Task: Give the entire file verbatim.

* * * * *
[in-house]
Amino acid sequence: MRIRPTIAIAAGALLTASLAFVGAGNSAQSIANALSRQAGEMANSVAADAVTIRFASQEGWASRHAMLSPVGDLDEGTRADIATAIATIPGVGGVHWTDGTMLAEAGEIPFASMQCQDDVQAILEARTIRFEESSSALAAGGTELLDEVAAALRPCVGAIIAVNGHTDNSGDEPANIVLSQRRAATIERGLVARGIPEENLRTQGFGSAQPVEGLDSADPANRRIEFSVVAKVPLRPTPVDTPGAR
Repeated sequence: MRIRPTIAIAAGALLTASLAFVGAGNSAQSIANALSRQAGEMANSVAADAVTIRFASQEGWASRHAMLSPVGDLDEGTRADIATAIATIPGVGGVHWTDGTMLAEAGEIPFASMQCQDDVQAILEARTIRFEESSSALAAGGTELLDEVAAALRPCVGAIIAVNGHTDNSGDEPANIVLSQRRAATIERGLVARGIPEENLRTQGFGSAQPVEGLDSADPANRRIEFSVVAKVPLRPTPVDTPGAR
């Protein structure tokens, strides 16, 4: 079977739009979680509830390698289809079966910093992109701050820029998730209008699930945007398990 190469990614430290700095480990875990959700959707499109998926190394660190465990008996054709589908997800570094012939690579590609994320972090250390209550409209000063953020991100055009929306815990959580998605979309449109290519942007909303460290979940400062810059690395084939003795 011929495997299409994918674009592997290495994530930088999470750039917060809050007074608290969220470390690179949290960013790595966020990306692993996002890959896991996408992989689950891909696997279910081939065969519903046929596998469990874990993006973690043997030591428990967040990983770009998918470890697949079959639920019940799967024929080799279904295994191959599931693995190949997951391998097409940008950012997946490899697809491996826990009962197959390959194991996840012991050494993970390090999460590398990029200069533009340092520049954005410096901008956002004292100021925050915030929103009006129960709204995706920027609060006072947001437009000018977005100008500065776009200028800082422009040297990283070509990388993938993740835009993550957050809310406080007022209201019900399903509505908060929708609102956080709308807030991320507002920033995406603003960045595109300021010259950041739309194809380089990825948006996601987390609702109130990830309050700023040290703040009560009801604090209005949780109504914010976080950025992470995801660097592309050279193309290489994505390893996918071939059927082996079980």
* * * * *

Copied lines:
[in-house]
Amino acid sequence: MRIRPTIAIAAGALLTASLAFVGAGNSAQSIANALSRQAGEMANSVAADAVTIRFASQEGWASRHAMLSPVGDLDEGTRADIATAIATIPGVGGVHWTDGTMLAEAGEIPFASMQCQDDVQAILEARTIRFEESSSALAAGGTELLDEVAAALRPCVGAIIAVNGHTDNSGDEPANIVLSQRRAATIERGLVARGIPEENLRTQGFGSAQPVEGLDSADPANRRIEFSVVAKVPLRPTPVDTPGAR
Repeated sequence: MRIRPTIAIAAGALLTASLAFVGAGNSAQSIANALSRQAGEMANSVAADAVTIRFASQEGWASRHAMLSPVGDLDEGTRADIATAIATIPGVGGVHWTDGTMLAEAGEIPFASMQCQDDVQAILEARTIRFEESSSALAAGGTELLDEVAAALRPCVGAIIAVNGHTDNSGDEPANIVLSQRRAATIERGLVARGIPEENLRTQGFGSAQPVEGLDSADPANRRIEFSVVAKVPLRPTPVDTPGAR
């Protein structure tokens, strides 16, 4: 079977739009979680509830390698289809079966910093992109701050820029998730209008699930945007398990 190469990614430290700095480990875990959700959707499109998926190394660190465990008996054709589908997800570094012939690579590609994320972090250390209550409209000063953020991100055009929306815990959580998605979309449109290519942007909303460290979940400062810059690395084939003795 011929495997299409994918674009592997290495994530930088999470750039917060809050007074608290969220470390690179949290960013790595966020990306692993996002890959896991996408992989689950891909696997279910081939065969519903046929596998469990874990993006973690043997030591428990967040990983770009998918470890697949079959639920019940799967024929080799279904295994191959599931693995190949997951391998097409940008950012997946490899697809491996826990009962197959390959194991996840012991050494993970390090999460590398990029200069533009340092520049954005410096901008956002004292100021925050915030929103009006129960709204995706920027609060006072947001437009000018977005100008500065776009200028800082422009040297990283070509990388993938993740835009993550957050809310406080007022209201019900399903509505908060929708609102956080709308807030991320507002920033995406603003960045595109300021010259950041739309194809380089990825948006996601987390609702109130990830309050700023040290703040009560009801604090209005949780109504914010976080950025992470995801660097592309050279193309290489994505390893996918071939059927082996079980």